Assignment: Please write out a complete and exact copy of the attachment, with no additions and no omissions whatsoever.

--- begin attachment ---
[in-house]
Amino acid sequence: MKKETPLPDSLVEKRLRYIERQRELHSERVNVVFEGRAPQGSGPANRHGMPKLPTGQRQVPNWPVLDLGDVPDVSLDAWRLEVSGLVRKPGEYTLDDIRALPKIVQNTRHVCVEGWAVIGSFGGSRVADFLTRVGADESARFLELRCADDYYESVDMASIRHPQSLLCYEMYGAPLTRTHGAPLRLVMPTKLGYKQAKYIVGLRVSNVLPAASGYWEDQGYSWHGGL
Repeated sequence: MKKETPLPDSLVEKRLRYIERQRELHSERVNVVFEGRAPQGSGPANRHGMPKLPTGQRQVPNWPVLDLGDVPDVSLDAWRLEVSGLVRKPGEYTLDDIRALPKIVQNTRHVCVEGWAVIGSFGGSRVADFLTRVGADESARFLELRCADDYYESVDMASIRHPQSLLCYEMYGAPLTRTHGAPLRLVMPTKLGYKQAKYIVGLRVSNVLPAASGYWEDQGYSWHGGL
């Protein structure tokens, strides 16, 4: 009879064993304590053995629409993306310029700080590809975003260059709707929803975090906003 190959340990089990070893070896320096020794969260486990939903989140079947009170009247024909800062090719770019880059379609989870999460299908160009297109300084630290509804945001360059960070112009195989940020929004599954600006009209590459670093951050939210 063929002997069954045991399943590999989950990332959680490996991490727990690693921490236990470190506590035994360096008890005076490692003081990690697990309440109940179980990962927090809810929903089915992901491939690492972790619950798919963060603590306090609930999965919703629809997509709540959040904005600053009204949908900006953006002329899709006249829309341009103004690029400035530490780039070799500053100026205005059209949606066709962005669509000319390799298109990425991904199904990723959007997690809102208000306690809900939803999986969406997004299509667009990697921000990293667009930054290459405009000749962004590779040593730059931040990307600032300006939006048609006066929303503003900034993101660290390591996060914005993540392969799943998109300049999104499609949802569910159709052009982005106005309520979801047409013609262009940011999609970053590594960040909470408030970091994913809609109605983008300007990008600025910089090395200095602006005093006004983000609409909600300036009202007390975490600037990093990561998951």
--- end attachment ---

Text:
[in-house]
Amino acid sequence: MKKETPLPDSLVEKRLRYIERQRELHSERVNVVFEGRAPQGSGPANRHGMPKLPTGQRQVPNWPVLDLGDVPDVSLDAWRLEVSGLVRKPGEYTLDDIRALPKIVQNTRHVCVEGWAVIGSFGGSRVADFLTRVGADESARFLELRCADDYYESVDMASIRHPQSLLCYEMYGAPLTRTHGAPLRLVMPTKLGYKQAKYIVGLRVSNVLPAASGYWEDQGYSWHGGL
Repeated sequence: MKKETPLPDSLVEKRLRYIERQRELHSERVNVVFEGRAPQGSGPANRHGMPKLPTGQRQVPNWPVLDLGDVPDVSLDAWRLEVSGLVRKPGEYTLDDIRALPKIVQNTRHVCVEGWAVIGSFGGSRVADFLTRVGADESARFLELRCADDYYESVDMASIRHPQSLLCYEMYGAPLTRTHGAPLRLVMPTKLGYKQAKYIVGLRVSNVLPAASGYWEDQGYSWHGGL
């Protein structure tokens, strides 16, 4: 009879064993304590053995629409993306310029700080590809975003260059709707929803975090906003 190959340990089990070893070896320096020794969260486990939903989140079947009170009247024909800062090719770019880059379609989870999460299908160009297109300084630290509804945001360059960070112009195989940020929004599954600006009209590459670093951050939210 063929002997069954045991399943590999989950990332959680490996991490727990690693921490236990470190506590035994360096008890005076490692003081990690697990309440109940179980990962927090809810929903089915992901491939690492972790619950798919963060603590306090609930999965919703629809997509709540959040904005600053009204949908900006953006002329899709006249829309341009103004690029400035530490780039070799500053100026205005059209949606066709962005669509000319390799298109990425991904199904990723959007997690809102208000306690809900939803999986969406997004299509667009990697921000990293667009930054290459405009000749962004590779040593730059931040990307600032300006939006048609006066929303503003900034993101660290390591996060914005993540392969799943998109300049999104499609949802569910159709052009982005106005309520979801047409013609262009940011999609970053590594960040909470408030970091994913809609109605983008300007990008600025910089090395200095602006005093006004983000609409909600300036009202007390975490600037990093990561998951």